Scarlet Dreams appeared in May 1934. They were more innocent times. This story, presented today, would only be published in one of those one-handed reading magazines. (Do those still exist or is wordy porn all on the web like visual is now?) Northwest gets completely hooked on tube steak, the literal only source of sustenance in a weird alternate dimension, and just loves it. A woman sacrifices her life to unhook him. *whew* This could easily be retitled "The B.J. Story." And now it has an illustration! Artist Gary P. DeSalvo painted a perfect atmospheric rendering of the story called Energy Source at Horror Sleaze Trash, which site one should put on the webtour of life.

Dust of Gods features Northwest and his Venusian partner in crime Yarol seeking the supercharged ashes of the Elder God Pharol (itals in the original, and always used in referring to this particular god) at the behest of a Peter Lorre-esque little smoothie, that he may...who knows, destroy the universe or summat, he seems like that kind of guy. Spoiler alert: They don't give the ashes to him.

Paradise Lost makes it clear that Moore's weird physics, allowing inhabited Venus and Mars, knows no limits save those of the Divine as Northwest in his atheism resists the Will of the Gods to astonishing effect.

Julhi has Smith spending a very long time in the Venusian Atlantis-cum-Brigadoon called Vonng. He is accompanied by a Venusian woman/seer and a totally wacked devilangel named Julhi who seduces him with what resembles closely the acid trips I remember from my misspent youth. Just as he's about to pay the bill for his ecstatic adventure, he escapes by committing a violent act. Comme d'habitude.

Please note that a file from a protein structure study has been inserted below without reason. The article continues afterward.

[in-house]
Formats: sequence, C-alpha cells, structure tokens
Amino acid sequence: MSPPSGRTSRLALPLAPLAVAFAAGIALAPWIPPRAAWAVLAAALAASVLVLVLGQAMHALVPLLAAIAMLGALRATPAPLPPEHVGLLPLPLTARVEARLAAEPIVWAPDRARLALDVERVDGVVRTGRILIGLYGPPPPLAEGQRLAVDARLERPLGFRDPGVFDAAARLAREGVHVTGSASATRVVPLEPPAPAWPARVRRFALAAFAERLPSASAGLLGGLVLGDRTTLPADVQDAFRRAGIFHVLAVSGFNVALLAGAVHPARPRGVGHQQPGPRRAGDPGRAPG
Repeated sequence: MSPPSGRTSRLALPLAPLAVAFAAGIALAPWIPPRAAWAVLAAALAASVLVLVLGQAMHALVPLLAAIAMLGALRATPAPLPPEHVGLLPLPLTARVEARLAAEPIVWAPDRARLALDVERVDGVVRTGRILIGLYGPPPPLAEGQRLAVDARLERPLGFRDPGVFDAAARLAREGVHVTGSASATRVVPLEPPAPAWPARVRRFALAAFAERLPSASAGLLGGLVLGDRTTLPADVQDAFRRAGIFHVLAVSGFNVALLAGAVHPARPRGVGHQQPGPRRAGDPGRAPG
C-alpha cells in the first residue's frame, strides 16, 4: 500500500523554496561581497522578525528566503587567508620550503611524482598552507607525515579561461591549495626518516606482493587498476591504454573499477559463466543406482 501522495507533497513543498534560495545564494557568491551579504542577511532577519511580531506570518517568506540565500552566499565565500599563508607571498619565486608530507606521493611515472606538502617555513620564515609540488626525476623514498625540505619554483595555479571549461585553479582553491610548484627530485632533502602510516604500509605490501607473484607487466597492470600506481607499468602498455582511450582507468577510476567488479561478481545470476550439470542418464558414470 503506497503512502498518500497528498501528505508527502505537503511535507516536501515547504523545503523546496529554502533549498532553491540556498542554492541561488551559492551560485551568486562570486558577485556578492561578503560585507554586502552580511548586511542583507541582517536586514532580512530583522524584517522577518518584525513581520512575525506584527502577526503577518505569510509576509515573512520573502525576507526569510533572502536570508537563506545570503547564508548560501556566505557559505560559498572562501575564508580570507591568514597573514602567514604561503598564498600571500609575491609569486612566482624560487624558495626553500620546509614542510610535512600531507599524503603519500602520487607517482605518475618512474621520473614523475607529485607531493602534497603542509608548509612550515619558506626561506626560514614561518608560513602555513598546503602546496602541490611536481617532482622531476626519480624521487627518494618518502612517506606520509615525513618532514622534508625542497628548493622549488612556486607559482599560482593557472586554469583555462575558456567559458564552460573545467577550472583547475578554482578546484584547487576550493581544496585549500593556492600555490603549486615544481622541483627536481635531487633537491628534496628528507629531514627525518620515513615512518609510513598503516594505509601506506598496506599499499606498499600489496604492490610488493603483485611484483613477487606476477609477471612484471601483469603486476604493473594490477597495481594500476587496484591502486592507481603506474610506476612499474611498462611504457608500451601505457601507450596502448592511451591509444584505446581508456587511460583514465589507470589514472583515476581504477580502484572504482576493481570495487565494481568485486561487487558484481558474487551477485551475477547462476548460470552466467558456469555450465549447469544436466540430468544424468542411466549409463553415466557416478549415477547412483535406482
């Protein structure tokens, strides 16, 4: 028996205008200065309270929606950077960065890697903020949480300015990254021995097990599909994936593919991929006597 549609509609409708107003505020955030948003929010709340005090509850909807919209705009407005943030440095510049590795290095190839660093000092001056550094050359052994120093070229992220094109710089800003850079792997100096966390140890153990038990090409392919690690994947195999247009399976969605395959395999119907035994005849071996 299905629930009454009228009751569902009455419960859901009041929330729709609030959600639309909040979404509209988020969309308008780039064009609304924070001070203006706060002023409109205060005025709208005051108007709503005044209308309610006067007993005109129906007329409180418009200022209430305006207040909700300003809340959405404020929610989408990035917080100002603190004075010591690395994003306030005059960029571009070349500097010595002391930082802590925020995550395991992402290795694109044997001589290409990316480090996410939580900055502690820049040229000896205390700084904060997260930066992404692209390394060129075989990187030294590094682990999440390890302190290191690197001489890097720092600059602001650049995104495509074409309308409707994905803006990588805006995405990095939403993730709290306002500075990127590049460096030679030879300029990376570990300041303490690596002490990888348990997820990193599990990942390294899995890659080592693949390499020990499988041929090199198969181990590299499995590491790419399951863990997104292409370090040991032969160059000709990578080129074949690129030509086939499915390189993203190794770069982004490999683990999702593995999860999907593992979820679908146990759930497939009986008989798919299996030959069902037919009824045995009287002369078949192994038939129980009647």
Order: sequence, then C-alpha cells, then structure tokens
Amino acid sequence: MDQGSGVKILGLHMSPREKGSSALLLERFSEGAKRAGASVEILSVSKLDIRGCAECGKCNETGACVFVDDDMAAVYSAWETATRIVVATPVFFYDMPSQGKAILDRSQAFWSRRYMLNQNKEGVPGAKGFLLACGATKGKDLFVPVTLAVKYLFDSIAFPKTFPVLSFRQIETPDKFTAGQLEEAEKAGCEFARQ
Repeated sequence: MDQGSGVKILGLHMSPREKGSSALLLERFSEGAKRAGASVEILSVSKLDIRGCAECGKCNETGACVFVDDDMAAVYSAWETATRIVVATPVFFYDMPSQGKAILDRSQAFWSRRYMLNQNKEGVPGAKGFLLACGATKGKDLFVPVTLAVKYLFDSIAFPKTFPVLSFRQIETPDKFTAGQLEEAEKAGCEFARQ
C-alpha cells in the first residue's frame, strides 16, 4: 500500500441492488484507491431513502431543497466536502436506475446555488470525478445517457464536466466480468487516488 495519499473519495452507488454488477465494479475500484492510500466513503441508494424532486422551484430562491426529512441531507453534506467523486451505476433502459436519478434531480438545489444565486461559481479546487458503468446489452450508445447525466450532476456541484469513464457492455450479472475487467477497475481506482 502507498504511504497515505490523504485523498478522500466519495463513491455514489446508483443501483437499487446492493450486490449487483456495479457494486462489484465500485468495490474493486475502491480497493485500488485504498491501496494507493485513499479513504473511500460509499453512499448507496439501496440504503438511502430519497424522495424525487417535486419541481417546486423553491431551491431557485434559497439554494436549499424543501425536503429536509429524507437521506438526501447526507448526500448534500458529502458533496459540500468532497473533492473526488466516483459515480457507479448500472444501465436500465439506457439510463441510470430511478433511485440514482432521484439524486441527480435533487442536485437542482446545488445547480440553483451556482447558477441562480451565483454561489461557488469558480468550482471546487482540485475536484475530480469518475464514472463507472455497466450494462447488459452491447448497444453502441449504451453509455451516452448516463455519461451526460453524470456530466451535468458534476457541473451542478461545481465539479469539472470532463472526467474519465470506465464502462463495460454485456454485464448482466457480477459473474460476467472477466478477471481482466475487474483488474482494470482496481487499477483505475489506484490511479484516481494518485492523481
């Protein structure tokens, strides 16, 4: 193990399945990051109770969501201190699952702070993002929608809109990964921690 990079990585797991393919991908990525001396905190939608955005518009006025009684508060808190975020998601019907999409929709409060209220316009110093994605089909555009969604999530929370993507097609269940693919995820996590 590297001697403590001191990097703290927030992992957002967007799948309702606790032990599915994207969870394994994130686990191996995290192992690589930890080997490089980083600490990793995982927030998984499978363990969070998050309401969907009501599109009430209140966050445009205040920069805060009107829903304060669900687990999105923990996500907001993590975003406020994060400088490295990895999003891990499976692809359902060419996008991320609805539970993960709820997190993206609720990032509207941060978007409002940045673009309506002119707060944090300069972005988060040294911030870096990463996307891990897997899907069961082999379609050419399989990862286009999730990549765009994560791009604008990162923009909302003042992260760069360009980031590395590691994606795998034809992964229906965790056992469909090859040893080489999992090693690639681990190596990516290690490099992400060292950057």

The Cold Grey God finds Northwest in a very unwilling near-death experience of battle with the titular god. While committing theft in service of an dead-ish pop idol, NW opens a gate for Mars's long-gone dread god to return after a million-year plus exile to resume its bloody rule. His steely mettle is tested from within as never before by expelling IT from his own body. Big fun.

Yvala places the Circe legend among the inhabited moons of Jupiter, a tropical paradise where Yarol and Northwest go on behalf of some slavers to procure women for the sex trade. Icky, right? But it's really evocative and atmospheric and I reveled in the ending, major ickiness aside.